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I have a friend who retired after many years as a Superintendent of Schools with many accolades and awards, a highly respected professional. When interviewed by her local paper, she was asked if, given the chance, would she make the same career choice? Her answer wasn’t completely clear to the reporter, but it struck home with me. She said, “I would teach again, but ONLY in an orphanage.” What does that mean?  The children are amazing, but the parents are a nightmare! Who’s with me?

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So as the school year winds down and I sit here reminiscing, I recall many conferences that changed me. And remember, this site is not fictitious: I couldn’t make up stuff this good if I tried!

My very first year of teaching, I met Johnny. Johnny had “school phobia,” as described by Mom, causing him to have extensive absences. If a doctor had diagnosed this issue, a 504 could have been written, but Mom and Dad were prominent citizens of the local rural community, highly respected for something, I don’t remember what. If they took Johnny to THAT KIND of doctor, what would the neighbors think? Dad was also on the Town Council. Add this to the fact that they were going through a messy divorce, custody battle, and generally being dramatic and public with their dirty laundry. Poor Johnny needed help.

My classroom was federally funded and designated for At-Risk students, fifth graders deemed at risk for dropping out. These were grey-area students who didn’t qualify for an IEP but were just very low academically and socially. Mom and Dad were highly offended and embarrassed that Johnny was in my class to begin with, much less that his attendance (or general lack thereof) would be called into question. They set out to get him transferred in to a different classroom, but the principal held firm when the attendance didn’t improve.

So in March, we had a mandatory meeting about transitioning to sixth grade. But I must first mention that as a newly single gentleman, Dad had been arrested for brawling at the Top O’ the Hill Tavern. In fact, it was common knowledge that he had his ear bitten off by another political rival. It had been sewn back on in the emergency room, but not yet treated by a plastic surgeon. So enter the meeting myself as a first-year teacher and these two angry parents. They resented me because I represented the classroom they didn’t want their child affiliated with, and of course, they resented each other.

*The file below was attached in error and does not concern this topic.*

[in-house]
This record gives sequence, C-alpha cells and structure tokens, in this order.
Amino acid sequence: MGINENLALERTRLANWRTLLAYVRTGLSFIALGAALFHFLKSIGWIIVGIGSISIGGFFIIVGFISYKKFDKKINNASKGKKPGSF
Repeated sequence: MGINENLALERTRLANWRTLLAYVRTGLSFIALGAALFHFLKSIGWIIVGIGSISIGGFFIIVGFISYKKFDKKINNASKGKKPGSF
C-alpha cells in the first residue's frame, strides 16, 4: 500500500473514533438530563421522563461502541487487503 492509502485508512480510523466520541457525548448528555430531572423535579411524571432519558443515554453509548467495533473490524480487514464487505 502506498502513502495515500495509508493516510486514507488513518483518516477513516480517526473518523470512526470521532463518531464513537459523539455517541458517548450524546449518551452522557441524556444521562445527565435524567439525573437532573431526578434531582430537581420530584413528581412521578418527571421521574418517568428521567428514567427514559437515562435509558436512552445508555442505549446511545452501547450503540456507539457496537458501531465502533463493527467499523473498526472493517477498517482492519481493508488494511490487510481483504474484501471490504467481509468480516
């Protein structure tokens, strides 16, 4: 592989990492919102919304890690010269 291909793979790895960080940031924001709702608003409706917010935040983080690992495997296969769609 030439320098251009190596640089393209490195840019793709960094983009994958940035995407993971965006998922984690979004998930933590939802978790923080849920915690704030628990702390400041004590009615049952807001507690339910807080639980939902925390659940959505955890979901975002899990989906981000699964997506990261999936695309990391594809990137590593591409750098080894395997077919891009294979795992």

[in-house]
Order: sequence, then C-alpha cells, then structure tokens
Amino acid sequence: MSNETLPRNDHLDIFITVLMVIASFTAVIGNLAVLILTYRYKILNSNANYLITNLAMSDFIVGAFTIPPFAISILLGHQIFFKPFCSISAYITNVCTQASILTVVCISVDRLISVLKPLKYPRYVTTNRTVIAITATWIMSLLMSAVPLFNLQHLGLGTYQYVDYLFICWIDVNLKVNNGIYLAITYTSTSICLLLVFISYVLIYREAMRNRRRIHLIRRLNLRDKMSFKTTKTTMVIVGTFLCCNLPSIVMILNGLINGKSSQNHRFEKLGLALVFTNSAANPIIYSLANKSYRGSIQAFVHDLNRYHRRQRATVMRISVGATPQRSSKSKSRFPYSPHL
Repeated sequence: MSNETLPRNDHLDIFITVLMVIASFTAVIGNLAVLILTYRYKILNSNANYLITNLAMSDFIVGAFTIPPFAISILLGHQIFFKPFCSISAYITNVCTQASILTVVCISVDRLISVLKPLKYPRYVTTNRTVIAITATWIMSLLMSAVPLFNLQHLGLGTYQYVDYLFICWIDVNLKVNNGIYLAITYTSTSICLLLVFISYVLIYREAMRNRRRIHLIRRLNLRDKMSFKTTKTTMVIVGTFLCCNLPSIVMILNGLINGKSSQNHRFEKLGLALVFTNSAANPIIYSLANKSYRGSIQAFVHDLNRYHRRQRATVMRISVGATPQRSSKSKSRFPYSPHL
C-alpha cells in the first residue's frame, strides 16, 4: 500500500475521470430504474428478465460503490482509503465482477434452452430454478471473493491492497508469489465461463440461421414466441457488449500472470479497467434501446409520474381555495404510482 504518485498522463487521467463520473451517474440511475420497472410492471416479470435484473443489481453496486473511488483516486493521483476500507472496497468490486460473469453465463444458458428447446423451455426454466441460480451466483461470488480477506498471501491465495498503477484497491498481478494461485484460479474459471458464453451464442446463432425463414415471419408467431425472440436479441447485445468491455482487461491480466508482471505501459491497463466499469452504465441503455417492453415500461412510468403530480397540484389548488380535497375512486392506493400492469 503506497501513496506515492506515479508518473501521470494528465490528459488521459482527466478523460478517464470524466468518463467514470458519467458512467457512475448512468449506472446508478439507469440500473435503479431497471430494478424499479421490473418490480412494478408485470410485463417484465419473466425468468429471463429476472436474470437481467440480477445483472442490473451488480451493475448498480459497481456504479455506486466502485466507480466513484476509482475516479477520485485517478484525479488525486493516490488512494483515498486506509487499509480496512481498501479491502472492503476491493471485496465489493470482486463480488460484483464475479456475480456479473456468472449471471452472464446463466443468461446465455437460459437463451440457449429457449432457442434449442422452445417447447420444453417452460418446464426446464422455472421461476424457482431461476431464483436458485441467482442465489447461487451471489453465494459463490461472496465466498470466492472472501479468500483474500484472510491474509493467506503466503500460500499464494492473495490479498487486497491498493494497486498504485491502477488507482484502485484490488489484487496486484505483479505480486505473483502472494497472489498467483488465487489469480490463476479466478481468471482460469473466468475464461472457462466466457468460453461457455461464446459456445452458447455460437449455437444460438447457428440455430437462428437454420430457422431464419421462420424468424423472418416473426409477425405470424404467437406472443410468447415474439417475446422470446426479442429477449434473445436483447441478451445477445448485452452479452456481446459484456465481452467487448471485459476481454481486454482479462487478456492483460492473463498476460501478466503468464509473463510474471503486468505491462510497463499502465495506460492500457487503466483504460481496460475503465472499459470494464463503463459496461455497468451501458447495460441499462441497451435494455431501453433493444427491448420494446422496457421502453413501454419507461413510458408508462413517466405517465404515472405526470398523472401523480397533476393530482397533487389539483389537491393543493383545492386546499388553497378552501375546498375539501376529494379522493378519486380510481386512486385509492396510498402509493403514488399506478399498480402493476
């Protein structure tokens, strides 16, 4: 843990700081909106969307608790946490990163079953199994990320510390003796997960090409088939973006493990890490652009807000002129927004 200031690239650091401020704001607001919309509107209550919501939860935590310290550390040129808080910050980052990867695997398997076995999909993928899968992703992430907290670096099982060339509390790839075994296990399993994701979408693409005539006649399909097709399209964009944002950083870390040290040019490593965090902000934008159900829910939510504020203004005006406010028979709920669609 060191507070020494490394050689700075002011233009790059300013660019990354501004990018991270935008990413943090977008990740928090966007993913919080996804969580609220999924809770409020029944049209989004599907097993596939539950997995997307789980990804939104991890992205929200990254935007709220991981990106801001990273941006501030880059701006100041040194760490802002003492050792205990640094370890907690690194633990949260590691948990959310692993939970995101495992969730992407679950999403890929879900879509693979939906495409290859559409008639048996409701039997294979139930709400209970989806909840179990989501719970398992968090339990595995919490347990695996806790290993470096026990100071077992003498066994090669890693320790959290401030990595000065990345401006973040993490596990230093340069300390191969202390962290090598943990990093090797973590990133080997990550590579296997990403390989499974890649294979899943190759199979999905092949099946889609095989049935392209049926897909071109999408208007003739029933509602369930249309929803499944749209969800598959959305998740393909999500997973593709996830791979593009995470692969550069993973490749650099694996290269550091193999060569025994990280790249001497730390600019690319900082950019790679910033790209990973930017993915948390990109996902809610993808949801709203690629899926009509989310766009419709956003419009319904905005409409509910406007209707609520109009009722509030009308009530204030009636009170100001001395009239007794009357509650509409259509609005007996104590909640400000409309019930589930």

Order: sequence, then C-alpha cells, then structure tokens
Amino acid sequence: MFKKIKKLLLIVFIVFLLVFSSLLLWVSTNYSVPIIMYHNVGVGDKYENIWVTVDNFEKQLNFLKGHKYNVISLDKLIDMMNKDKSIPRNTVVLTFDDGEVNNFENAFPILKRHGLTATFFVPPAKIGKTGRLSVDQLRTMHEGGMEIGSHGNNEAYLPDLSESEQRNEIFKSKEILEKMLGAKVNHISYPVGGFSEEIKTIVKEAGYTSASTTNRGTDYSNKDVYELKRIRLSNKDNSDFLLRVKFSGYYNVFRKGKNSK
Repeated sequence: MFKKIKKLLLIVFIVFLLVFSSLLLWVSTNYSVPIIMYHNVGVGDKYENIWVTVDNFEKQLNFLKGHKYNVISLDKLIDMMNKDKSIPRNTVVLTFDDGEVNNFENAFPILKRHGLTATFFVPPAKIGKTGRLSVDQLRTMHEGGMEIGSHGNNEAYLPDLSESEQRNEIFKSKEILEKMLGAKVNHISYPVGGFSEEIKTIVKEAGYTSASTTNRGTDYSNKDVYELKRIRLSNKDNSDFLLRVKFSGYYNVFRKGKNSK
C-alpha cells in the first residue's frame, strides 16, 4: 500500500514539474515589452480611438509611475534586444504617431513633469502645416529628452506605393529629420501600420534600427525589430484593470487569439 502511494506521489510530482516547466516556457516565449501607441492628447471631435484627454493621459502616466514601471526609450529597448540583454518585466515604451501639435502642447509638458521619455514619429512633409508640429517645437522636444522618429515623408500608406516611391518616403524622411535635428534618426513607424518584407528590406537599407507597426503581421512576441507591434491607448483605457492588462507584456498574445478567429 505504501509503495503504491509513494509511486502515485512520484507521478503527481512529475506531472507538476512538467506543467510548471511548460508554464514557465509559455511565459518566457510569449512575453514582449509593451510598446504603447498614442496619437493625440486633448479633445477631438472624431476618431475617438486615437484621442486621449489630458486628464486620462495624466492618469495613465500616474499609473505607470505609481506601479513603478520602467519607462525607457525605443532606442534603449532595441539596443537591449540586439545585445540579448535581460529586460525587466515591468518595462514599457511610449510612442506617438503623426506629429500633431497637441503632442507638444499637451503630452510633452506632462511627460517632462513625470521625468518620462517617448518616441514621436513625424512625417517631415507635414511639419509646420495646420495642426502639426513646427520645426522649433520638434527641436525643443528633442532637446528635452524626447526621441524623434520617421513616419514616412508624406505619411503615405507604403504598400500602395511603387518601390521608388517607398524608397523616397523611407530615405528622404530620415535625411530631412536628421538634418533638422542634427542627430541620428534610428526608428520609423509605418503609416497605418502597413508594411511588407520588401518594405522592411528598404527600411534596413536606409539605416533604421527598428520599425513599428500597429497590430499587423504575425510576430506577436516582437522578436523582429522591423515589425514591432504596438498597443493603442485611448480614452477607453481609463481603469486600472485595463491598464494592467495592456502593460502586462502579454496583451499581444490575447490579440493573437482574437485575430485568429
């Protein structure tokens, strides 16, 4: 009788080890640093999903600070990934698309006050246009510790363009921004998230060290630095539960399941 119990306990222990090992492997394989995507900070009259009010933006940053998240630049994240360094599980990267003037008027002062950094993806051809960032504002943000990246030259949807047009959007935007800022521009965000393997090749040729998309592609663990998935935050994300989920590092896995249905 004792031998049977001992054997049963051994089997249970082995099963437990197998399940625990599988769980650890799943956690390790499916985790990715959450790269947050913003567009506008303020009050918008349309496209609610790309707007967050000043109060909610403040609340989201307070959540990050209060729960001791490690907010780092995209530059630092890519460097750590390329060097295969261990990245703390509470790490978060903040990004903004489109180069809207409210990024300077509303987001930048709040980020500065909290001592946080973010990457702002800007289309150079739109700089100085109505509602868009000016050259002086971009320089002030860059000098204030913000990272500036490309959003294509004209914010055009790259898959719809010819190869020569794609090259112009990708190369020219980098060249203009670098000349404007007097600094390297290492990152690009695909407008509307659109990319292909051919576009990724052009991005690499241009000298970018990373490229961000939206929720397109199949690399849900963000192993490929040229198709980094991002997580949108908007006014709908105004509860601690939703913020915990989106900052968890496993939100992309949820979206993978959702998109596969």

[bctt tweet=”I think, sadly, they resented Johnny for complicating things further for them.” username=”EducatorsRoom”]

They sat, each at the end of a six-foot table. They refused to sit facing me. I think I should mention that it was his left ear that had been bitten off and repaired in a Frankenstein style fashion, and sitting to my right, I had the perfect view of this eyesore.

As I reviewed the data, Dad wouldn’t make eye contact, so I literally spoke to the Frankenstein’s ear. It was so difficult keeping my focus when all I could think about was the brawl, the ear biting, and Frankenstein! Then I got to the point of the meeting, which was that the principal and guidance counselor wanted to recommend retention. Both parents hit the roof, but, instead of yelling at me as I expected, they were yelling at each other! I learned some new phrases, I learned new gossip about their family, and I learned to never hold a parent conference with this much potential for trouble without an administrator who would support me!


Sadly, this child was not retained (and I’m usually not a believer in retention). He was pushed through middle school and dropped out of high school. His parents passed him back and forth for years, and he never received the help he truly needed. I hope the remainder of all my epilogues won’t be this sad.

More to come.  Next week- The Knife Wielding Biker!

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Amy Arnold is a mother, a teacher, a writer, an administrator, a parent coach, and exhausted!!! She...

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  1. Hi Amy,
    My name is Madison and I am a student teacher in Michigan. When reading your blog, I found similarities to some of the parents I have in my classroom! Of course, all of their ears are normal and their own. How do you deal with parents that don’t acknowledge the fact that their kid needs help? Thats only putting more pressure on the teacher to take a bigger role in helping the child. Of course, theres the other types of parents that are involved too much or put too much pressure on their students to succeed that the student is miserable and has anxiety. How can teachers help parents find the right balance? A question to ponder for the rest of my career I’m sure..

  2. Finding balance is definitely difficult! Spending time talking to parents will allow you to gain their trust (hopefully!!). I find that by making more good calls than bad will often get them to listen to you and trust you. Relationship is everything! I often ask about outside services such as tutoring, counseling, etc. to determine parental involvement. And for those helicopter parents, that relationship can be utilized to ask them to back up a little. Being proactive in the development of a relationship between you and the parent/guardian/caregiver can impact children strongly! Thank you for your service to children and good luck!! Amy

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